Did the Death of Distance Hurt Detroit and Help New York?
Urban proximity can reduce the costs of shipping goods and speed the flow of ideas. Improvements in communication technology might erode these advantages and allow people and firms to decentralize. However, improvements in transportation and communication technology can also increase the returns to new ideas, by allowing those ideas to be used throughout the world. This paper presents a model that illustrates these two rival effects that technological progress can have on cities. We then present some evidence suggesting that the model can help us to understand why the past thirty-five years have been kind to idea-producing places, like New York and Boston, and devastating to goods-producing cities, like Cleveland and Detroit.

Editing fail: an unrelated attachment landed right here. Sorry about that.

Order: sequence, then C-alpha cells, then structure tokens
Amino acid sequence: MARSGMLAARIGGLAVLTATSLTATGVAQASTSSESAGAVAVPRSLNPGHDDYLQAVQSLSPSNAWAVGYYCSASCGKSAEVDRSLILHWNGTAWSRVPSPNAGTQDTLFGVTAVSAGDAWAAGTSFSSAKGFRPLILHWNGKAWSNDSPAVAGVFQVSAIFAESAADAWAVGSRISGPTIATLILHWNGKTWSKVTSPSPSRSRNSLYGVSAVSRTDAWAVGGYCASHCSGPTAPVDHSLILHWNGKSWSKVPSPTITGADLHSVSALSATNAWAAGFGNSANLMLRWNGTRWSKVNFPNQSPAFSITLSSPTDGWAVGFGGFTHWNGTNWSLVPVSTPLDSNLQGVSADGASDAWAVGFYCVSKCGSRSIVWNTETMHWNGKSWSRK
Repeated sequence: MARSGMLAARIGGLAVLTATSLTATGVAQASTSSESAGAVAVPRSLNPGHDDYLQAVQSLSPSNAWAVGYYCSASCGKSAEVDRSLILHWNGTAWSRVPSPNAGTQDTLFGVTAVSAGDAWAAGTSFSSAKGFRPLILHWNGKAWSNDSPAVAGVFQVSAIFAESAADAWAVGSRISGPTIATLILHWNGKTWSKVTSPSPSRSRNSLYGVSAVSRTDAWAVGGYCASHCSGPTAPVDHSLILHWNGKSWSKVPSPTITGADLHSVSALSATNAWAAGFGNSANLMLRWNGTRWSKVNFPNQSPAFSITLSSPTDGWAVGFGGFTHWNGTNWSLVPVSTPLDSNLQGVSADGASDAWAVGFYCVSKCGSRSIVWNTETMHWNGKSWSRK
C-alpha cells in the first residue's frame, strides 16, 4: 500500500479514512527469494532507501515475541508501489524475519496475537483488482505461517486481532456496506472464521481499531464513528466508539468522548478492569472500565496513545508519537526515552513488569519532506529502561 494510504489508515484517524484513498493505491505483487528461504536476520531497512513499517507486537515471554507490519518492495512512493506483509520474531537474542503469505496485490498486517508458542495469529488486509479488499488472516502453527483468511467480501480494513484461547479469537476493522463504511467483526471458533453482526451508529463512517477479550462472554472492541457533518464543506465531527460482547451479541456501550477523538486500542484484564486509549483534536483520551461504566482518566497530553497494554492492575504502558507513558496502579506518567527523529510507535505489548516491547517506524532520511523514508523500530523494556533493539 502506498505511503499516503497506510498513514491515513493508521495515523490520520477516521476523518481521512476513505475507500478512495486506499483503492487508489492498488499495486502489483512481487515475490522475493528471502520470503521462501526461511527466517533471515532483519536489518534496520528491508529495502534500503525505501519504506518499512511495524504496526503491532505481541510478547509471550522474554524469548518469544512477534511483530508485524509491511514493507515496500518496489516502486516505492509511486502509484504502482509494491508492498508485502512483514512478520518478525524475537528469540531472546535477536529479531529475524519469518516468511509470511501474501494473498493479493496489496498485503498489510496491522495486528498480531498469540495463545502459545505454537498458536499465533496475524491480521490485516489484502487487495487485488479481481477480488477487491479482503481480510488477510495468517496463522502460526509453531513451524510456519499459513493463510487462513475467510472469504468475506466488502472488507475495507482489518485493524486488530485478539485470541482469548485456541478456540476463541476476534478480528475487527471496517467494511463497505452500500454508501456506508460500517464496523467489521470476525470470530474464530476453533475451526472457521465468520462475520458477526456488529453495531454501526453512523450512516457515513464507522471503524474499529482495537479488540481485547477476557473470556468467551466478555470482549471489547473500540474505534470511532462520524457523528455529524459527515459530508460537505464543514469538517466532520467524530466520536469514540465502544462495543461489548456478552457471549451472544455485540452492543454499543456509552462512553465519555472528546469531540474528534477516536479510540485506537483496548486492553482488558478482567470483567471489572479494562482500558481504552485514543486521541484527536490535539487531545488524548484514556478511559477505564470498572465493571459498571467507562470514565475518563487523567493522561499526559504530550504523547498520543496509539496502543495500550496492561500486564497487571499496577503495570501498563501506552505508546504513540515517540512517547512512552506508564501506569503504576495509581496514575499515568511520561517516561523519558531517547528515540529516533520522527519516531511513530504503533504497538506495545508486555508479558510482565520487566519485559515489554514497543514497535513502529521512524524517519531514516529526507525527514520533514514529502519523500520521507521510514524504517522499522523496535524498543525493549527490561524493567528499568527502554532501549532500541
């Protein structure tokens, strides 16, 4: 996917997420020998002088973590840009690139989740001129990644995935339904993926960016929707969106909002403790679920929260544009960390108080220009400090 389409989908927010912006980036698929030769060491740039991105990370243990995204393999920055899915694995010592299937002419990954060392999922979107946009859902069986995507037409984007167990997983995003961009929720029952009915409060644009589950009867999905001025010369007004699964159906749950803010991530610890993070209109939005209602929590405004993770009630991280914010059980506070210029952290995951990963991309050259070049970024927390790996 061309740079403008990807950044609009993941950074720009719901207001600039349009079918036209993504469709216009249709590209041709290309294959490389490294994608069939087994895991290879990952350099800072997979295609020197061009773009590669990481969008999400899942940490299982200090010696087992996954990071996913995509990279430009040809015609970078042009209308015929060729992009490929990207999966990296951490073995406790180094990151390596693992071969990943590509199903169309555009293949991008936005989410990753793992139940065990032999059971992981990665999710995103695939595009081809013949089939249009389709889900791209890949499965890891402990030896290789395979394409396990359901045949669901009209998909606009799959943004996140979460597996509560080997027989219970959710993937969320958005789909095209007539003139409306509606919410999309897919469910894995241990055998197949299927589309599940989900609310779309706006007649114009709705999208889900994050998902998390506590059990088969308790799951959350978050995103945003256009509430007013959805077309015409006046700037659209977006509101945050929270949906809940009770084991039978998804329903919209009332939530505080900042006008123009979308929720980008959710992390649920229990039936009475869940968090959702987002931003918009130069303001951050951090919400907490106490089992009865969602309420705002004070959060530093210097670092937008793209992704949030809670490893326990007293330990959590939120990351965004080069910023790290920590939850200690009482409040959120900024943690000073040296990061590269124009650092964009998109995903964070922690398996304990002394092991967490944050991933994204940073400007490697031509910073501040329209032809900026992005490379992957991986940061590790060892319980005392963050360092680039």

We are grateful to Diego Puga and participants at the NBER Economics of Agglomeration Conference for helpful comments. Glaeser thanks the Taubman Center for State and Local Government and Ponzetto thanks the Institute for Humane Studies for financial assistance. Kristina Tobio and Scott Kominers provided superb research assistance. The views expressed herein are those of the author(s) and do not necessarily reflect the views of the National Bureau of Economic Research.
Did the Death of Distance Hurt Detroit and Help New York?, Edward L. Glaeser, Giacomo A. M. Ponzetto. in Agglomeration Economics, Glaeser. 2010